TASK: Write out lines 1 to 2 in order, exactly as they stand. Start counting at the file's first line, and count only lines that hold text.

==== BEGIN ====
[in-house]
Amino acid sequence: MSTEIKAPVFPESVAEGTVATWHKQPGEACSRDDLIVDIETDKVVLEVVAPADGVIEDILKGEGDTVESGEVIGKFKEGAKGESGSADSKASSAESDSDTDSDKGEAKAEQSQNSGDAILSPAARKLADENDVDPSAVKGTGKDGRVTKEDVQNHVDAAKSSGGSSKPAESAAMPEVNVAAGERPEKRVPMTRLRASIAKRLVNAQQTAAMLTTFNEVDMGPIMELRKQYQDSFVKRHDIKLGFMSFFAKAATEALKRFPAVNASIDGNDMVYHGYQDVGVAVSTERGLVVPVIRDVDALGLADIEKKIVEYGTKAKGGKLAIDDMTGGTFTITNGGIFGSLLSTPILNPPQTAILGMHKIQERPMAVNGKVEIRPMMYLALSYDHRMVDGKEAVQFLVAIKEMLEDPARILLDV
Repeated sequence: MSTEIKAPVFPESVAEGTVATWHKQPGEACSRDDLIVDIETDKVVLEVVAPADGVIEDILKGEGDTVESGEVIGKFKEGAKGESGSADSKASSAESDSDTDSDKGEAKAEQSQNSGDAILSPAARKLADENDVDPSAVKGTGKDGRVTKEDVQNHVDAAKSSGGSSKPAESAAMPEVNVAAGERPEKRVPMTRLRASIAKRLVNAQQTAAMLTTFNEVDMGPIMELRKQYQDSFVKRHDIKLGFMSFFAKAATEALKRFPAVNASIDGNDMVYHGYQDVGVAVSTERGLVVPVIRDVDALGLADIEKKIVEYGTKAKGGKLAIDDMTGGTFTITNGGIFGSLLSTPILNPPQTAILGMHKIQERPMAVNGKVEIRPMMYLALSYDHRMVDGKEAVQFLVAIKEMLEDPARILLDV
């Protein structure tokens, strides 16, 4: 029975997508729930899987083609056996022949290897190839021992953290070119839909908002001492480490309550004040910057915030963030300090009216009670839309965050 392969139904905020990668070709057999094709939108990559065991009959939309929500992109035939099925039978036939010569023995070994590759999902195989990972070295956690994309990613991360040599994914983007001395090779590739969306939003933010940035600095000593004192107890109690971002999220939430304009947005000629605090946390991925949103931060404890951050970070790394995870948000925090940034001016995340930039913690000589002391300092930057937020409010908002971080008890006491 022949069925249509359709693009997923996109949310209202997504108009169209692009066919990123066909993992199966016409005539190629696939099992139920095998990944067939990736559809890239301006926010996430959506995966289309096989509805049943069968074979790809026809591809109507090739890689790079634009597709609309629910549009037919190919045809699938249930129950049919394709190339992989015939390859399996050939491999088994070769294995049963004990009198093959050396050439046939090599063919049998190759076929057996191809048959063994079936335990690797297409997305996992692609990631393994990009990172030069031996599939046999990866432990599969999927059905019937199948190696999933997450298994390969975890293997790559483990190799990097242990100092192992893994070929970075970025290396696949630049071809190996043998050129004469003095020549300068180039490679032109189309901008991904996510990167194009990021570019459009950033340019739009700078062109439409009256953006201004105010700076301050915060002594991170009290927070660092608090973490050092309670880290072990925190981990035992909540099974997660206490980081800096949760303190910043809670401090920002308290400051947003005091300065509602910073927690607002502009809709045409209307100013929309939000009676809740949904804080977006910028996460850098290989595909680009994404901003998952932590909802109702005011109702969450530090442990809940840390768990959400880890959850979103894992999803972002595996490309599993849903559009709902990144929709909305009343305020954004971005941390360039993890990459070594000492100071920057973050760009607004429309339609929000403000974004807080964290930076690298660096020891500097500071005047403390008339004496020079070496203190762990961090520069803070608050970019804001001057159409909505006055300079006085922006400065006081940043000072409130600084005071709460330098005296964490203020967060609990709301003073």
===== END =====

[in-house]
Amino acid sequence: MSTEIKAPVFPESVAEGTVATWHKQPGEACSRDDLIVDIETDKVVLEVVAPADGVIEDILKGEGDTVESGEVIGKFKEGAKGESGSADSKASSAESDSDTDSDKGEAKAEQSQNSGDAILSPAARKLADENDVDPSAVKGTGKDGRVTKEDVQNHVDAAKSSGGSSKPAESAAMPEVNVAAGERPEKRVPMTRLRASIAKRLVNAQQTAAMLTTFNEVDMGPIMELRKQYQDSFVKRHDIKLGFMSFFAKAATEALKRFPAVNASIDGNDMVYHGYQDVGVAVSTERGLVVPVIRDVDALGLADIEKKIVEYGTKAKGGKLAIDDMTGGTFTITNGGIFGSLLSTPILNPPQTAILGMHKIQERPMAVNGKVEIRPMMYLALSYDHRMVDGKEAVQFLVAIKEMLEDPARILLDV